Behavior and Training, Breeding, Puppy and Kitten Care

Shipping Puppies or Kittens

November 29, 2022

Dog

Shipping Puppies or Kittens

Last updated: August 02, 2016

When shipping puppies and kittens, we all want to give them something last minute to get them to their destination with ease. Companies market to this instant mentality, but that product does not exist. Getting puppies or kittens ready for shipping starts at weaning and goes through the first week at the new owner's home. We don't have to please the owners – they already like the baby we shipped. We have to impress the veterinarian that examines the puppies or kittens after shipment. Managed correctly, you will have a clean fecal exam and no disease. The vet will find you to be a responsible breeder if you are able to get that done.

Your home is not stressful to a puppy or kitten; it's the change in what they know. They have brothers and sisters around, plus you pet them, feed them and keep them on a consistent schedule. It is stressful for a baby to leave home; some child may think they are a toy, and they may have to ride in a purse, baby buggy or backpack – all difficult for a baby to accept. You see our issue? No matter how you explain puppy care, you must get kittens and puppies ready for the abnormal. They will manage the stress just fine with protection.

Feeding Stress

Weaning and eating solid food is #1 in shipping puppies or kittens. They have to know the food texture and be eating before shipping. If they are not good eaters, keep them another week.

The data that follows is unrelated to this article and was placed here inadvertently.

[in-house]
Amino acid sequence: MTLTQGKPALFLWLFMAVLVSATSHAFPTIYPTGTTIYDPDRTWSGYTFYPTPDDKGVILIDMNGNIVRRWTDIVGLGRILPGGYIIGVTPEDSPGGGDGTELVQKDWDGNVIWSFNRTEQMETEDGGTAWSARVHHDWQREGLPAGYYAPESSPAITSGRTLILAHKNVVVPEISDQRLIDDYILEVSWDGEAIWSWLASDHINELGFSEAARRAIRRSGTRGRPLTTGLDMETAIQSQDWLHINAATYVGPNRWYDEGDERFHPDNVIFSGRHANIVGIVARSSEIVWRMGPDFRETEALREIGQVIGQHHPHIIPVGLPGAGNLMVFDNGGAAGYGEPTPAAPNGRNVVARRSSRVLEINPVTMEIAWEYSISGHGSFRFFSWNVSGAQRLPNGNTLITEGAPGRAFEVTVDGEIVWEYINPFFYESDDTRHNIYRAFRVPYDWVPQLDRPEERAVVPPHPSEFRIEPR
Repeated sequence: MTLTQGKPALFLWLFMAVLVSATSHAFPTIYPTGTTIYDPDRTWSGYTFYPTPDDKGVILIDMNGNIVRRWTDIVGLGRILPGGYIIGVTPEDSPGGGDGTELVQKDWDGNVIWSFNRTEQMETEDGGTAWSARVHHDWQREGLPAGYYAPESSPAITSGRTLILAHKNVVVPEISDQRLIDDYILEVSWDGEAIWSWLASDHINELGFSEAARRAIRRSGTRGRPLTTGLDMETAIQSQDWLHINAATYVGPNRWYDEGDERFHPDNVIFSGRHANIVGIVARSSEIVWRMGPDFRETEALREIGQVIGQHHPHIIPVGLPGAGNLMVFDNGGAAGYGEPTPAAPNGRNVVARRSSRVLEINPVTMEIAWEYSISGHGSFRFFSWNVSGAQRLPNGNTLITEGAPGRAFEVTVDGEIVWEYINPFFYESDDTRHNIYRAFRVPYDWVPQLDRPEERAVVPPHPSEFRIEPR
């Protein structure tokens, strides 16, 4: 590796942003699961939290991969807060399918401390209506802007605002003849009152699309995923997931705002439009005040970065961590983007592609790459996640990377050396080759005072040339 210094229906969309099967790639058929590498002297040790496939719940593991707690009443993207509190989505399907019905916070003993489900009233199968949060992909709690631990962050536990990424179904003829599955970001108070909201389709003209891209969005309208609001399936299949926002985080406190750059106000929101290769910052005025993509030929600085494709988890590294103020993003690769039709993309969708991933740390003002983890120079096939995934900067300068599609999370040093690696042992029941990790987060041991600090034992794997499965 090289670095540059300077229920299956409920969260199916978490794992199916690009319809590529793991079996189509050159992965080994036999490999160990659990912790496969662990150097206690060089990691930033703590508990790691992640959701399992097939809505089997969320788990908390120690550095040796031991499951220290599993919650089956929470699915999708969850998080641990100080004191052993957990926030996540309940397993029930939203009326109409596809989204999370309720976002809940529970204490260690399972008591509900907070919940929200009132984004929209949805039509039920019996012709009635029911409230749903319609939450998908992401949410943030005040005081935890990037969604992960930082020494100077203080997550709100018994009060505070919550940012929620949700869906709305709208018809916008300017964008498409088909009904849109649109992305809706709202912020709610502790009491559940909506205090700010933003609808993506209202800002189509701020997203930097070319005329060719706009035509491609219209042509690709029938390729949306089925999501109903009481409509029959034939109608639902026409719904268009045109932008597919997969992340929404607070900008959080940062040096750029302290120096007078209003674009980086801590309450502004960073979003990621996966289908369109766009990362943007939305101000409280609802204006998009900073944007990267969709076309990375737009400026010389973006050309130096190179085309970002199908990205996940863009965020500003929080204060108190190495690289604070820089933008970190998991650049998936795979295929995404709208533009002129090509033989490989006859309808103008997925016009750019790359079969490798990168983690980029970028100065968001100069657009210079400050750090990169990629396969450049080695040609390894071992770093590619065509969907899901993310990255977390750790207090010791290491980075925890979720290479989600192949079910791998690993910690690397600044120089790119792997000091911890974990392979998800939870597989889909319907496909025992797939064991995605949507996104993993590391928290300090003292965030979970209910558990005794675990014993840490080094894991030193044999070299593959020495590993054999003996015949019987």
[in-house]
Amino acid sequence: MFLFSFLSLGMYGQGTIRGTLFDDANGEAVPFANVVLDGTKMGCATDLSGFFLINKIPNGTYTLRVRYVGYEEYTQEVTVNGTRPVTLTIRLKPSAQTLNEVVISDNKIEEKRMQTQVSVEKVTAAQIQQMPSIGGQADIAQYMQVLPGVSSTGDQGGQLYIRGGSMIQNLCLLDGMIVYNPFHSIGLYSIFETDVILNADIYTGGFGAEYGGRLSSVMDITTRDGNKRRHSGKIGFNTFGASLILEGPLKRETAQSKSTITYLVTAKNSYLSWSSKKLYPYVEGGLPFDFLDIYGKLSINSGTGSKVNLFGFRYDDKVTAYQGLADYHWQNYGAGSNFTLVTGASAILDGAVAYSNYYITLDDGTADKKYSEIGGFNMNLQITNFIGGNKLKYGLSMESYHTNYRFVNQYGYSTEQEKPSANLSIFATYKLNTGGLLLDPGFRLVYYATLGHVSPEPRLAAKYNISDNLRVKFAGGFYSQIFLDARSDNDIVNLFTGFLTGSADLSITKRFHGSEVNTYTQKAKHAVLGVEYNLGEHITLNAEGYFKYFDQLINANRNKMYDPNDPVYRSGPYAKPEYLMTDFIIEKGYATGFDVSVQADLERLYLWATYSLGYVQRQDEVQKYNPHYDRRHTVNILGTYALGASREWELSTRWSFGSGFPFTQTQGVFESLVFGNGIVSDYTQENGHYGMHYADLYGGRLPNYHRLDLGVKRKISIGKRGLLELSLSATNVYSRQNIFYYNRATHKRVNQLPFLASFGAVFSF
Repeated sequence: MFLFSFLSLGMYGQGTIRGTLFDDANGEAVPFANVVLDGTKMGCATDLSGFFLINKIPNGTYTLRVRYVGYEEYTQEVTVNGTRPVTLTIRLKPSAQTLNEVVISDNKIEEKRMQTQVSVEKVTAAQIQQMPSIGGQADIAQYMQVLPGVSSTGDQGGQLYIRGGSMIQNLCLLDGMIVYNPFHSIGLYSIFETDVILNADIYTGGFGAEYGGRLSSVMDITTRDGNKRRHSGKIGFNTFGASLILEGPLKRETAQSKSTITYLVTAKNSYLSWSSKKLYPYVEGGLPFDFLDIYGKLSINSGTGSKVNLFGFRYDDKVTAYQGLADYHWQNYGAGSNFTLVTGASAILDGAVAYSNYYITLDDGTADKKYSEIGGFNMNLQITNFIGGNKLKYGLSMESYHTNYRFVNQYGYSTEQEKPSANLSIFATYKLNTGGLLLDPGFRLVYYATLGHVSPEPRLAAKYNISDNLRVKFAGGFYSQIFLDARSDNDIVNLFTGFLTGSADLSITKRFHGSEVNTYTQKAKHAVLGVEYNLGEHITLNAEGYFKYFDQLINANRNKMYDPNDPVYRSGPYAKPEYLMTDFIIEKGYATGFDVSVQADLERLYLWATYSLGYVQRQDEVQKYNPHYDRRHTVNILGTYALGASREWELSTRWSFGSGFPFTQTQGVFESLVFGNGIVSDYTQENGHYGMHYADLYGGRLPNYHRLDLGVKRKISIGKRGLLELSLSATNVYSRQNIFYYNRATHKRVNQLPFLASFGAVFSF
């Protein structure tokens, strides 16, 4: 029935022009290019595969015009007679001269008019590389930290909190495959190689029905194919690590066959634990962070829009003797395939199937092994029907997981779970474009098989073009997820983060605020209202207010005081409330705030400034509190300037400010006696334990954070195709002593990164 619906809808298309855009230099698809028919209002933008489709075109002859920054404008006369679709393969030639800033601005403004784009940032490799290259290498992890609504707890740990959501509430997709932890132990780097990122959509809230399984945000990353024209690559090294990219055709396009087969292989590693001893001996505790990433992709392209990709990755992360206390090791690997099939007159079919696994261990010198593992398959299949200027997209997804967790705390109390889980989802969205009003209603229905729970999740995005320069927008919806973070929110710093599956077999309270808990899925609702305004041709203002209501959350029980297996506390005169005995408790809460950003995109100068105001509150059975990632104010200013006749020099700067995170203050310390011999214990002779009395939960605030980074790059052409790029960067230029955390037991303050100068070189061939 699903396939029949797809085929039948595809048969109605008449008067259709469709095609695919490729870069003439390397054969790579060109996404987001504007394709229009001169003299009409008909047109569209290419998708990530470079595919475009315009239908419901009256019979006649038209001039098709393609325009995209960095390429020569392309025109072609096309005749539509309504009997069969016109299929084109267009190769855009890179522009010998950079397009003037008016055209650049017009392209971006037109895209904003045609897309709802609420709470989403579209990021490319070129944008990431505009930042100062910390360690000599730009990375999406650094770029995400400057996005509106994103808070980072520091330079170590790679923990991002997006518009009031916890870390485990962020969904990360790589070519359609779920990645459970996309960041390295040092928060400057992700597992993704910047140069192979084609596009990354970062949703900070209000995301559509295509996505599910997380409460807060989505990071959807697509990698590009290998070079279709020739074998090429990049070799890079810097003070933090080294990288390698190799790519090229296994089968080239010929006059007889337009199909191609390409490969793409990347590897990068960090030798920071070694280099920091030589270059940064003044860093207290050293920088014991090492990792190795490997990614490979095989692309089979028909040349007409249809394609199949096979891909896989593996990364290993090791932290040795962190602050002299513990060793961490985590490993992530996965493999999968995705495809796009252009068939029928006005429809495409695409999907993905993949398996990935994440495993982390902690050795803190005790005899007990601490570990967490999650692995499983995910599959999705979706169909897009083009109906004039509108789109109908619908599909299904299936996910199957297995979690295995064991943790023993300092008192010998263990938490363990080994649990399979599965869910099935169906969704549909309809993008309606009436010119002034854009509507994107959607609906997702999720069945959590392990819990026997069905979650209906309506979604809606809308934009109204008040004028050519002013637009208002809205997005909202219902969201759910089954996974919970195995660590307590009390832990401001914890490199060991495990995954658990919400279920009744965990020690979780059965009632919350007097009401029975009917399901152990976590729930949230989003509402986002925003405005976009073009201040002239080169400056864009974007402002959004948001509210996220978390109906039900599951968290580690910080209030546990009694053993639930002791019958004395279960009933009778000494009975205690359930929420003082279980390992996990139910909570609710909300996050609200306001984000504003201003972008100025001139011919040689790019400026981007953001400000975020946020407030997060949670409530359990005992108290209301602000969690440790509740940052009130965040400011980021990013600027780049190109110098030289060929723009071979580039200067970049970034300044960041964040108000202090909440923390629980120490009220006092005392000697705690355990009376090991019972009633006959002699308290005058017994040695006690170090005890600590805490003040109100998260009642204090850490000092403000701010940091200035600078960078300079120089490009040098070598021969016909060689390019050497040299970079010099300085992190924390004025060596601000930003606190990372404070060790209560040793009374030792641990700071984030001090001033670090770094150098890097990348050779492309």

Diet

Diet is difficult to control, but with tiny kittens or puppies, it is critical. Stomachs are small, so tiny puppies should have the opportunity to eat six times a day. Kittens should always have food available. We like to go over diet with the owners and ask them to not to make changes during the first two weeks. After that time frame, it is important to slowly incorporate changes. It is very likely that owners will feed off the table. The puppy/kitten pack sent home with new babies should say “Do not feed more than 10% of diet in table food, and be sure there is plenty of time to get in multiple meals a day.”

For small breeds and kittens, we ask new owners to give Doc Roy's® Forti-Cal Gel for the first month. During the first week, administer three times a day; twice a day for the second week, and then once a day until over four pounds. Yes, this is a high-calorie approach, but the vitamins tend to keep kittens and puppies on food. The key to shipping babies is get them on food and keep them eating. Consistent growth will keep them healthy.

Disease Prevention

Parasites start with mom and follow through the first week in a new home. We must control Giardia and Coccidia. Both are big issues.

Giardia is controlled at six weeks, and we ask the next owner to deworm with Fenbendazole (Panacur®) after arrival. Many catteries give Fenbendazole three days before shipping rather than trust the new owners to accomplish that task. That controls the Giardia during stress. Your goal is to make sure the veterinarian at the other end cannot find parasites.